IX Allergy medications
A. diphenhydramine (Benadryl)
C. epinephrine injection*
X Intravenous supplies*
A. IV tubing*
B. IV catheters*
C. normal saline solution*
XI Special needs
A. nitroglycerin tablets
B. estrogen tablets
C. pediatric rehydration solution
XII Personal medications
I Rubberized bandages (ACE)
II Instant cold packs
IV Safety pins
V Tongue blades
A. regular and fine.
VIII Scalpel and blades*
X Single-edged razor
XI Needle-nosed pliers
XV Magnifying glass
XVII Enema kit*
XVIII Blood pressure cuff and stethoscope*
XIX Foley catheters*
XX Surgical lubricant
XXI Nasal tampons and silver nitrate cautery sticks*
XXII Eye pads and shield*
XXIII Pregnancy test kits*
XXIV Compendium of medical history for every person aboard
XXV Medical Text/Merck Manual
These items should be organized and stored in a waterproof bag, a fishing tackle box, or some other suitable container that is compact enough to store in an out-of-the-way but easily accessible place on your boat.
For these evaluations, the three companies were asked to submit medical kits that would be suitable for "coastal cruising," which could be defined loosely as sailing or motoring for several days at a time within relatively easy reach of expert medical help—a matter of hours, not days. These kits would be better stocked than rudimentary kits suitable for daysailing, but less involved than those that would be carried by offshore sailors beyond or at the extreme range of rescue craft.
The Medical Sea Pak "Coastal Cruising Kit" ($393.95) comes in a 13" x 19" x 7" red nylon bag with canvas handles. This container is perhaps a little larger than necessary but, being soft, it's probably easily storable in most cruising sailboats. I can think of several places I could store it on my 32-foot boat. Its ample dimensions allow for a degree of organization of its contents that would be impossible in a smaller, rigid container. Indeed, organization is the outstanding feature of the Medical Sea Pak. When you unzip the kit, it opens up like a suitcase, each half of which contains four plastic, removable zippered bags. The bags, or "modules," are numbered and labeled as follows:
1. Common Minor Problems
2. Minor Trauma
3. Major Lacerations
4. Sprains, Dislocations and Fractures
Included in the Coastal Cruising Kit is a reference guide entitled First Aid by the Numbers. It contains a Table of Contents, an introduction that explains the problem-oriented design of the kit, 10 chapters that correspond to the numbered modules, and an appendix. Also included in the kit is a checkout pad to record items that have been used and need to be replaced.
With one glaring exception, the Coastal Cruising Kit comes well-stocked with the supplies I listed above. It has almost all of the wound care materials and miscellaneous items on my list, but almost none of the medications. In fact, the only medications you will find in the kit when you first open it are a bottle of aspirin tablets, a box of Peptic Relief Tablets, a bottle of calamine lotion, and 12 antacid tablets.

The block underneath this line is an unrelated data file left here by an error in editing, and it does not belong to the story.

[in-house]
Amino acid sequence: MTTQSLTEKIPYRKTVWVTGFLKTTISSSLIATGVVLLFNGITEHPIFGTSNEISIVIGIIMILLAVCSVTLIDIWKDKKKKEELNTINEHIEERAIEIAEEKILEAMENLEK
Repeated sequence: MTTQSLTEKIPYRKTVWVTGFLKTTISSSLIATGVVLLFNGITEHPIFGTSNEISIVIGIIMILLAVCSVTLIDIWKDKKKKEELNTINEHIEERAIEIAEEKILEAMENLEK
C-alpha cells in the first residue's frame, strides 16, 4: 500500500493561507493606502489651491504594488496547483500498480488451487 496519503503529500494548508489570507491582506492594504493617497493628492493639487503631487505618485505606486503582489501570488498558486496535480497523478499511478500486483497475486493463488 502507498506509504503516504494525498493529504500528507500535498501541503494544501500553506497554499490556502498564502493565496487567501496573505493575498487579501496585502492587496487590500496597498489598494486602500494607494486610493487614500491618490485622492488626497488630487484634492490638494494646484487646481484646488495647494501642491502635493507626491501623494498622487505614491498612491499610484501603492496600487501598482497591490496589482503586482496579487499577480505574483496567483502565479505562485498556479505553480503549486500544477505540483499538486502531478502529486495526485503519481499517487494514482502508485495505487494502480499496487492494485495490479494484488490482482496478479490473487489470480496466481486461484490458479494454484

The bag labeled "Medications" is empty, which I found a little odd, although presumably the makers intend you to fill it yourself. While the reference guide does list a number of medications that they recommend you purchase for the kit, it's a very skimpy list that does not include such items as ear drops for swimmer's ear, diphenhydramine (Benadryl) for allergic reactions, isopropyl alcohol for treating jellyfish stings, or meclizine or Dramamine for seasickness.
The Coastal Cruising Kit gets high marks for the generous-sized, easily stowable bag that it comes in, for its easily accessible layout, and for its generally ample wound care and miscellaneous supplies. (They should include an irrigating syringe and more gloves, however.)
The fact that it contains almost no medications is a major drawback to the kit; however, the purchaser could pick up everything on my list of recommended medications in an hour or less at a neighborhood pharmacy for approximately $100 to $150.
The First Aid by Numbers reference guide that comes with the Coastal Cruising Kit provides succinct, if somewhat sketchy, instructions on how to deal with the more common injuries and medical problems you're likely to have to deal with on a voyage. It serves reasonably well as a guide to using the contents of the kit to treat medical problems, but anyone who purchased the kit would want to have a more comprehensive marine medical book onboard as a backup reference.
Although Medical Sea Pak's Coastal Cruising Kit has its virtues, the cost of medications and a medical reference book would bring the total price to $500 or more.
The Comprehensive Aquatic Kit from Adventure Medical Kits ($129.95 for organizer bag; $194.95 for Pelican box) promises to "prepare divers, sailors, and other mariners for most on and off-shore medical emergencies." In my opinion, it delivers on that promise.
This kit was designed by Paul Auerbach, MD, the Director of Emergency Medicine at Stanford University and a renowned expert in wilderness and marine medicine. His experience is reflected in this kit.